What happens to a person when he gets stuck in headspace like that for too long? How does a person get out of it? I had a choice to cut back on Twitter. Mob doesn’t when a villain traps him in a negative headspace. The villain is determined to to turn him into a raging misanthrope, and like Joker and Gordon of Batman fame, he attempts this by trapping him in an nigh-real simulation of his perspective. It lasts six months.

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ReLIFE: Graduation and its Adult Distinctions

Management: While my opinion of the show is generally positive overall, this essay, by no means, is meant to serve as a comprehensive review, but rather, as an articulation and analysis of some of what I feel is this series’ most integral and interesting themes. This post mainly references ReLIFE Episode 11: “A Trip to the Past.”

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Anime is already inundated by show after show of high school settings. It can get tiring after a while. I, therefore, couldn’t help but be intrigued by a 27 year old male protagonist looking for full-time work.  Expectations were betrayed somewhat when, one contract and one pill later, he got enrolled for high school looking ten years younger. I enjoyed it though. The show has its combination of high school shenanigans and old man jokes. I graduated from university recently and my back sometimes hurts.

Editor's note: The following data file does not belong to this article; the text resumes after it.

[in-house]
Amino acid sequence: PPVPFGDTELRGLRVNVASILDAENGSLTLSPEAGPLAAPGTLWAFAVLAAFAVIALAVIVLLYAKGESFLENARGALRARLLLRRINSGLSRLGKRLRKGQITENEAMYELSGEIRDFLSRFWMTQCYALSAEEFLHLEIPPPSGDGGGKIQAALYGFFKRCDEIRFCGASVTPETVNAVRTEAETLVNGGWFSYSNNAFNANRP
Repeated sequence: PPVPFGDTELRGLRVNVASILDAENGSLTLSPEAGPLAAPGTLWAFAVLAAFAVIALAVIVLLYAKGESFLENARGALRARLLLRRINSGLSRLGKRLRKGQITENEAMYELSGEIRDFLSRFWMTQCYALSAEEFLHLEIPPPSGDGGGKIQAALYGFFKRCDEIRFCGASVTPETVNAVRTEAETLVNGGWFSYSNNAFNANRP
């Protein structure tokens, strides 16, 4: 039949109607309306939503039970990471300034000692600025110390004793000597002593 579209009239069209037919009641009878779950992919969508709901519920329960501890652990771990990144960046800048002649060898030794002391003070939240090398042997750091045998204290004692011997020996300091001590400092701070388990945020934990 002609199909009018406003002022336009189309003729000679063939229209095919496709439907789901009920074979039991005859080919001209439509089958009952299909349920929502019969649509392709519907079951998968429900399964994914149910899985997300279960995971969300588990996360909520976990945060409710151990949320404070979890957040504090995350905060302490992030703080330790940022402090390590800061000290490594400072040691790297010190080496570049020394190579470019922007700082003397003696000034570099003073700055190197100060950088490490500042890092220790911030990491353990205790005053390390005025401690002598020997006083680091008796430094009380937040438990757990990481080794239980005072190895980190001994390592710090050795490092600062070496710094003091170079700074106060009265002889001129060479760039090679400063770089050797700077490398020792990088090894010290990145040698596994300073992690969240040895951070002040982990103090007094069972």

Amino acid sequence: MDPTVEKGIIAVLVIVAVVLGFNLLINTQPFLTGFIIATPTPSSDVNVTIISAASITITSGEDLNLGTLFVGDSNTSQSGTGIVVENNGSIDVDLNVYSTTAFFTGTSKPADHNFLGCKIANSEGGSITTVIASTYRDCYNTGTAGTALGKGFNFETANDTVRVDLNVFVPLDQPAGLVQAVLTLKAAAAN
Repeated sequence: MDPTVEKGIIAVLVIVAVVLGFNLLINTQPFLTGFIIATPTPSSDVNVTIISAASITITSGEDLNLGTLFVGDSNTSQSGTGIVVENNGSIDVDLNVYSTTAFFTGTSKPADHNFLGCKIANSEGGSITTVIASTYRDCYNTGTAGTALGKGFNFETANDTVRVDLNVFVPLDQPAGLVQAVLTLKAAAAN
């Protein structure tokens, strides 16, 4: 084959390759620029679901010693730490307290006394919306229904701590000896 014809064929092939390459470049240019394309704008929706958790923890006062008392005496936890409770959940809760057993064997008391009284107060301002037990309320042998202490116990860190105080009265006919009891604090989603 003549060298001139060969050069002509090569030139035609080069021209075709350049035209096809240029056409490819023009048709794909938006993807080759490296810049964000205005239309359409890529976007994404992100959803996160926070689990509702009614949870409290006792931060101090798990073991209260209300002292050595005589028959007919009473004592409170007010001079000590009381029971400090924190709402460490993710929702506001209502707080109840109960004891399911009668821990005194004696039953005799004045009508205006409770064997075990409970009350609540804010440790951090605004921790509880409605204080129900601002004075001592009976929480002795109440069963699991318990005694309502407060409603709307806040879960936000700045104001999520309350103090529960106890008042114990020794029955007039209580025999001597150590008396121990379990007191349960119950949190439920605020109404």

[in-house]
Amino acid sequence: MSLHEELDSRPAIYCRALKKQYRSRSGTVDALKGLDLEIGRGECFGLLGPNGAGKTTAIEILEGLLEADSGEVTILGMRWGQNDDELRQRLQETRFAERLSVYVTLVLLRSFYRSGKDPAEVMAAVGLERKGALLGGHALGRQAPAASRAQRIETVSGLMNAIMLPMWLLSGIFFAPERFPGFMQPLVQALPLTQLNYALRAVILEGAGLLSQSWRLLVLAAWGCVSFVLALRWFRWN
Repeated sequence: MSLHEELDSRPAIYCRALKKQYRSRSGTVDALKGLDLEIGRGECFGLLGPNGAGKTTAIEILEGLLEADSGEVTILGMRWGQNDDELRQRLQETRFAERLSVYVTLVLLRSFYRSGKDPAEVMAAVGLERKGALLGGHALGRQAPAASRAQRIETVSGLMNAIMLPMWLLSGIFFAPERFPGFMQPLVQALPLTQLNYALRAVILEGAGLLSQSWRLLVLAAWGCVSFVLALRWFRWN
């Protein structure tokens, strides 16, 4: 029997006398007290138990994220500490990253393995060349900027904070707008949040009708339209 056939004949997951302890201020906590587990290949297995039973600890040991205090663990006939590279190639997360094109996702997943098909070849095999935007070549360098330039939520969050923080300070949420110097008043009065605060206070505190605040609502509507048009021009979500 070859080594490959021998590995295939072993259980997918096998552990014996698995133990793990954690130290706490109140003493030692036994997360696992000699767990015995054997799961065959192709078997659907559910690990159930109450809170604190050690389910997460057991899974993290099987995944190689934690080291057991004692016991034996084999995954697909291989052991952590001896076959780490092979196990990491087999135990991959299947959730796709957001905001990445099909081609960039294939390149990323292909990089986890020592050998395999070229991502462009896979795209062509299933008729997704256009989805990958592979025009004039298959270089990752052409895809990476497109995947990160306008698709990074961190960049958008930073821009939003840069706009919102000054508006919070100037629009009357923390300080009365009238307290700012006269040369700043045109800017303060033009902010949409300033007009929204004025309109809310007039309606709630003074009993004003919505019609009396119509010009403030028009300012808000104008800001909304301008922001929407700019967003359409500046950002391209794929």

As a fellow recent graduate, I found the male protagonist’s career troubles in ReLIFE relatable. I’ve felt the pressure of finding and working a job that’s financially sustainable and spiritually rewarding. The job I had until recently satisfied neither of those qualities. It was long hours of grunt labor from a demanding boss for menial pay and the expectation that I’ll eventually work my way up. And in the brief time that I’ve been employed in this line of work, politics specifically, there’s no shortage of people from the other factional camps undermining each other, suspecting each other, gossiping about each other, saying mean things towards each other.

It’s the kind of pettiness and nastiness that you expect that people, having graduated from school and/or aged enough, would have grown up and out from. Depressingly, exhaustingly, and perhaps even maddeningly, that’s not necessarily the case in either political America and corporate Japan. Kaizaki learns that lesson very harshly. To shake him out of his funk and find steady employment, he re-lives his high school life one more time for some healing… except that, as it turns out, high school life can also get pretty petty and nasty. And so, from a less than original premise, we get a somewhat novel perspective: high school life from a struggling salaryman.

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Paranoia Agent: Strongest

Management: While my opinion of the show is generally positive overall, this essay, by no means, is meant to serve as a comprehensive review, but rather, as an articulation and analysis of some of what I feel is this series’ most integral and interesting themes. This essay, in particular, is about Episode 11 of Paranoia Agent, “No Entry,” though it does contain some elements of Episode 13, “The Final Episode,” towards the end.